The Rise of the American Film: A Critical History

By Lewis Jacobs | Go to book overview

XVI
BIG BUSINESS

IN 1918 the movie industry was shaken by a serious loss of patronage because of the influenza epidemic and the absence of millions of men at the front or in training camps. The public's distaste for war films after the Armistice was also a threat to the industry's well- being. But the setback was only temporary. Recouping their losses, producers quickly resumed expansion and consolidation. Inter-organizational rivalry attained proportions that made the old trust war seem petty. Having realized its fundamental large-scale characteristics, the industry began its ten years of growth as big business--a growth to be intensified, in the closing years, by the sudden and revolutionary addition of sound.

Unrivaled by foreign films during the four war years, American films were firmly established not only at home but in all parts of the globe--even in India, western Asia, and Africa. In 1919 American motion pictures exclusively were being shown in South America; in Europe ninety per cent of the movies shown originated in the United States. Hollywood had become the unquestioned motion picture center of the world.

The post-war period was one of unrestraint in business as in life generally. To be important a thing had to be big--and so the movie became one of the biggest things in American civilization. Everything connected with it was inflated, materially and psychologically. Companies, studios, productions, theatres, salaries, sales, advertising --all took on gigantic proportions. Excesses were characteristic of the hysteria and booming prosperity of "the jazz age."

Profits, huge though they were, were not big enough to finance

-287-

Notes for this page

Add a new note
If you are trying to select text to create highlights or citations, remember that you must now click or tap on the first word, and then click or tap on the last word.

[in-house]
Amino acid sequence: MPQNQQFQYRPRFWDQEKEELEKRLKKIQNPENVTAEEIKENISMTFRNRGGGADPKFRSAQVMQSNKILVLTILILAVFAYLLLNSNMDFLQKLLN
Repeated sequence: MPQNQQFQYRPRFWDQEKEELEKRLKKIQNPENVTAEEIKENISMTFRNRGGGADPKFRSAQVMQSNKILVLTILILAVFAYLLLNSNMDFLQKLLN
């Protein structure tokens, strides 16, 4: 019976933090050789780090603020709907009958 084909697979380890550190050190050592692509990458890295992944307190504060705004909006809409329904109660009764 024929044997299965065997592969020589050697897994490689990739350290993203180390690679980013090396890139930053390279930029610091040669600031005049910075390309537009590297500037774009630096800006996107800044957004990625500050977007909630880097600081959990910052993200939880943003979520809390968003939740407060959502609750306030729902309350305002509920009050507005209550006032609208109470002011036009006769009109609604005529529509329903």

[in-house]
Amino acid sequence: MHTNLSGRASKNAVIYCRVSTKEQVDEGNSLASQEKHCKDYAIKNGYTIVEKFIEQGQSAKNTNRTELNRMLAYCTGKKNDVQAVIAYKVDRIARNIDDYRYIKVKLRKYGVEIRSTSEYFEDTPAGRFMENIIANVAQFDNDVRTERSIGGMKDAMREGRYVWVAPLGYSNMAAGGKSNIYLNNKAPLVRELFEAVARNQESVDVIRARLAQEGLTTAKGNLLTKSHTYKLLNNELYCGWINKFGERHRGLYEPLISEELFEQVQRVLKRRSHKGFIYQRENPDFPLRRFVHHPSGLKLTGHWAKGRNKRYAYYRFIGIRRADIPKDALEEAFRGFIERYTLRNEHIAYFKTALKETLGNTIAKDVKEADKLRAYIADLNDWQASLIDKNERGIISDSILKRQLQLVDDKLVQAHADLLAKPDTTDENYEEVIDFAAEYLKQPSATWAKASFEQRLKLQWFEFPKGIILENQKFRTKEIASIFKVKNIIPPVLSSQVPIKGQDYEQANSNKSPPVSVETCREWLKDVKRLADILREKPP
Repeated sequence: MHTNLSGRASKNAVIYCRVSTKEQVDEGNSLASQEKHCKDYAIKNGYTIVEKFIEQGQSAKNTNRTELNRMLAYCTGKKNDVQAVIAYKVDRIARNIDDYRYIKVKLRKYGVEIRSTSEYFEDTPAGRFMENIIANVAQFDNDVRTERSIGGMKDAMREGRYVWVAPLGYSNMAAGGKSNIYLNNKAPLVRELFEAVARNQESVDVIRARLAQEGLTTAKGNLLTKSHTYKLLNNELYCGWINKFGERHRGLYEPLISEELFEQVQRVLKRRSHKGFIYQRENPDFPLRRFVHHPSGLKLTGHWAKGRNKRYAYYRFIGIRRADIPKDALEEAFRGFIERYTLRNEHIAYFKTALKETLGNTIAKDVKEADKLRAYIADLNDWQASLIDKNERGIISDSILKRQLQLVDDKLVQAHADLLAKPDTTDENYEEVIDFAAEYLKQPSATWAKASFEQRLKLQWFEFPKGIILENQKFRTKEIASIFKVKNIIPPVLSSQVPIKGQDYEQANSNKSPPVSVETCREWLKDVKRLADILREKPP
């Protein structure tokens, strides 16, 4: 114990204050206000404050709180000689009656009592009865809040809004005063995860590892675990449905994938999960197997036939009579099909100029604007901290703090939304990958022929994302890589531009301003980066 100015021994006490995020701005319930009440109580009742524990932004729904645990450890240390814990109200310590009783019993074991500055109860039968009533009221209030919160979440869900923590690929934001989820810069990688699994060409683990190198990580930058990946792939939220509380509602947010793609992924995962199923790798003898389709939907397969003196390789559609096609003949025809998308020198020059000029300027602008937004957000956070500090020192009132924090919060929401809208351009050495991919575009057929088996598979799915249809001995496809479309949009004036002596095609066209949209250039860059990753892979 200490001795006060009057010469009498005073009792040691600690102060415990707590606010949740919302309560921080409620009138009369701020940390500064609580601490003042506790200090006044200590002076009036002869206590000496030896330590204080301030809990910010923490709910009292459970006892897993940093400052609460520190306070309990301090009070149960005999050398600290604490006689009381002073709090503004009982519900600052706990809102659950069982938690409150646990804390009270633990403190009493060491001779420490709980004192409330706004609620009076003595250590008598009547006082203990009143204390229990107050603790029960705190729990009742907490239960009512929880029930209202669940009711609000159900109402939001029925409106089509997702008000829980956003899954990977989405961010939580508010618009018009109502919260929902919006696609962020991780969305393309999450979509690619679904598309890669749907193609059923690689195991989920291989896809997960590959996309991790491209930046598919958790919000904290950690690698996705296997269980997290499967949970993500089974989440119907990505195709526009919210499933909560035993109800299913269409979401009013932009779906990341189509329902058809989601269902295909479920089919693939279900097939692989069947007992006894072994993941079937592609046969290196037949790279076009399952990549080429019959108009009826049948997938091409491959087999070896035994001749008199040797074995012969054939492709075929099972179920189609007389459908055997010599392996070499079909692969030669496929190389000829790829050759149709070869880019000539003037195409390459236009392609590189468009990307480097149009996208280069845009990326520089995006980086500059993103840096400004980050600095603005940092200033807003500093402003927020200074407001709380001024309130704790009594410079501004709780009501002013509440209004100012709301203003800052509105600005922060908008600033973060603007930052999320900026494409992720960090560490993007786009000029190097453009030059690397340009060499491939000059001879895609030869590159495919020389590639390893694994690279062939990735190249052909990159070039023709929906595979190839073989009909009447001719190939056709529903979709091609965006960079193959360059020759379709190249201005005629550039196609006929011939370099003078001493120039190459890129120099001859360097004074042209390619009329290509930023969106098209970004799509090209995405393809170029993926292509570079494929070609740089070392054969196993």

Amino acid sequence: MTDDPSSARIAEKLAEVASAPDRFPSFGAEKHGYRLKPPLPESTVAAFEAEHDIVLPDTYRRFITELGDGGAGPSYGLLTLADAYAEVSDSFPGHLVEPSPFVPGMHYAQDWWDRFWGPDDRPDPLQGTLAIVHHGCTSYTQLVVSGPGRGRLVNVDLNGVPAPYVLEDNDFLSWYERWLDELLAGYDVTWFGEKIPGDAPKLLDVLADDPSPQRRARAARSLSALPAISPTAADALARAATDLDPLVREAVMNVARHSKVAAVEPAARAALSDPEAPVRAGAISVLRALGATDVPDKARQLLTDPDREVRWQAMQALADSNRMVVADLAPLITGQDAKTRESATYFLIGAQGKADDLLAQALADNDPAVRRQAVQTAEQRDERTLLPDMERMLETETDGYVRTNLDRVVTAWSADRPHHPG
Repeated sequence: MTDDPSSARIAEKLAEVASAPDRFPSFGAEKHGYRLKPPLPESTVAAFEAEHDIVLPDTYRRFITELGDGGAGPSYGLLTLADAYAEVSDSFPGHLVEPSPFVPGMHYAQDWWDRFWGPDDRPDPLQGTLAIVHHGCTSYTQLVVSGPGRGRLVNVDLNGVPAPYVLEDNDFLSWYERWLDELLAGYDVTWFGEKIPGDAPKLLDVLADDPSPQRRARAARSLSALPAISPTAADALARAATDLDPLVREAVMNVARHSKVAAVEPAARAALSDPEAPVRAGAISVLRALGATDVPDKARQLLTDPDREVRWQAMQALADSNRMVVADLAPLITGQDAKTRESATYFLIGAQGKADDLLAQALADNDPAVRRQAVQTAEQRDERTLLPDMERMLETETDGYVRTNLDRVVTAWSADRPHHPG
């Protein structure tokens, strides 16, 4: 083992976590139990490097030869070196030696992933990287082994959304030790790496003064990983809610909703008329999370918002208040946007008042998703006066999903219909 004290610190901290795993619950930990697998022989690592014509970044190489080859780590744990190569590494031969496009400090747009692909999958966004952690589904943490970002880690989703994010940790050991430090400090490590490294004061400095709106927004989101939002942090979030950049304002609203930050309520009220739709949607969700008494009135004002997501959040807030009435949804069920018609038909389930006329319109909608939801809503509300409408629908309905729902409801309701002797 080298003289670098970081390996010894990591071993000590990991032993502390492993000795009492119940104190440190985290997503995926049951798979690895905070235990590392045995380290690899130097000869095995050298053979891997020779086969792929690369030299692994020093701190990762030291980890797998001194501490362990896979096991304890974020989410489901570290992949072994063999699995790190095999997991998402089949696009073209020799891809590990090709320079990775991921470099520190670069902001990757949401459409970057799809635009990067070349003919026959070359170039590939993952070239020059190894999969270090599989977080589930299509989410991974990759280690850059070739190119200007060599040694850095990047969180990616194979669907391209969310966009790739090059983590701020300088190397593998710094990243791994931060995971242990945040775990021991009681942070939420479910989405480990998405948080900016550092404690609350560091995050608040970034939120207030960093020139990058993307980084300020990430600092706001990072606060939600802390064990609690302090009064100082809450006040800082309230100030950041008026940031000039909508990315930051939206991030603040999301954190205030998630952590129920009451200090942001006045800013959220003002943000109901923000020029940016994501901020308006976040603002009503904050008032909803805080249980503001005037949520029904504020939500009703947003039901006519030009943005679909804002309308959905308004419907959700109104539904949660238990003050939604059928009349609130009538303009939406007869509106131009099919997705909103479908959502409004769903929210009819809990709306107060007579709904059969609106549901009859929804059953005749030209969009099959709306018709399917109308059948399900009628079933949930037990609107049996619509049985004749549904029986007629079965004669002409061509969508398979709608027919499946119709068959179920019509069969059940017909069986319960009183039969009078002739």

One moment ...
Default project is now your active project.
Project items

Items saved from this book

This book has been saved
Highlights (0)
Some of your highlights are legacy items.

Highlights saved before July 30, 2012 will not be displayed on their respective source pages.

You can easily re-create the highlights by opening the book page or article, selecting the text, and clicking “Highlight.”

Citations (0)
Some of your citations are legacy items.

Any citation created before July 30, 2012 will labeled as a “Cited page.” New citations will be saved as cited passages, pages or articles.

We also added the ability to view new citations from your projects or the book or article where you created them.

Notes (0)
Bookmarks (0)

You have no saved items from this book

Project items include:
  • Saved book/article
  • Highlights
  • Quotes/citations
  • Notes
  • Bookmarks
Notes
Cite this page

Cited page

Style
Citations are available only to our active members.
Sign up now to cite pages or passages in MLA, APA and Chicago citation styles.

(Einhorn, 1992, p. 25)

(Einhorn 25)

1

1. Lois J. Einhorn, Abraham Lincoln, the Orator: Penetrating the Lincoln Legend (Westport, CT: Greenwood Press, 1992), 25, http://www.questia.com/read/27419298.

Cited page

Bookmark this page
The Rise of the American Film: A Critical History
Table of contents

Table of contents

Settings

Settings

Typeface
Text size Smaller Larger Reset View mode
Search within

Search within this book

Look up

Look up a word

  • Dictionary
  • Thesaurus
Please submit a word or phrase above.
Print this page

Print this page

Why can't I print more than one page at a time?

Help
Full screen
/ 590

matching results for page

    Questia reader help

    How to highlight and cite specific passages

    1. Click or tap the first word you want to select.
    2. Click or tap the last word you want to select, and you’ll see everything in between get selected.
    3. You’ll then get a menu of options like creating a highlight or a citation from that passage of text.

    OK, got it!

    Cited passage

    Style
    Citations are available only to our active members.
    Sign up now to cite pages or passages in MLA, APA and Chicago citation styles.

    "Portraying himself as an honest, ordinary person helped Lincoln identify with his audiences." (Einhorn, 1992, p. 25).

    "Portraying himself as an honest, ordinary person helped Lincoln identify with his audiences." (Einhorn 25)

    "Portraying himself as an honest, ordinary person helped Lincoln identify with his audiences."1

    1. Lois J. Einhorn, Abraham Lincoln, the Orator: Penetrating the Lincoln Legend (Westport, CT: Greenwood Press, 1992), 25, http://www.questia.com/read/27419298.

    Cited passage

    Thanks for trying Questia!

    Please continue trying out our research tools, but please note, full functionality is available only to our active members.

    Your work will be lost once you leave this Web page.

    For full access in an ad-free environment, sign up now for a FREE, 1-day trial.

    Already a member? Log in now.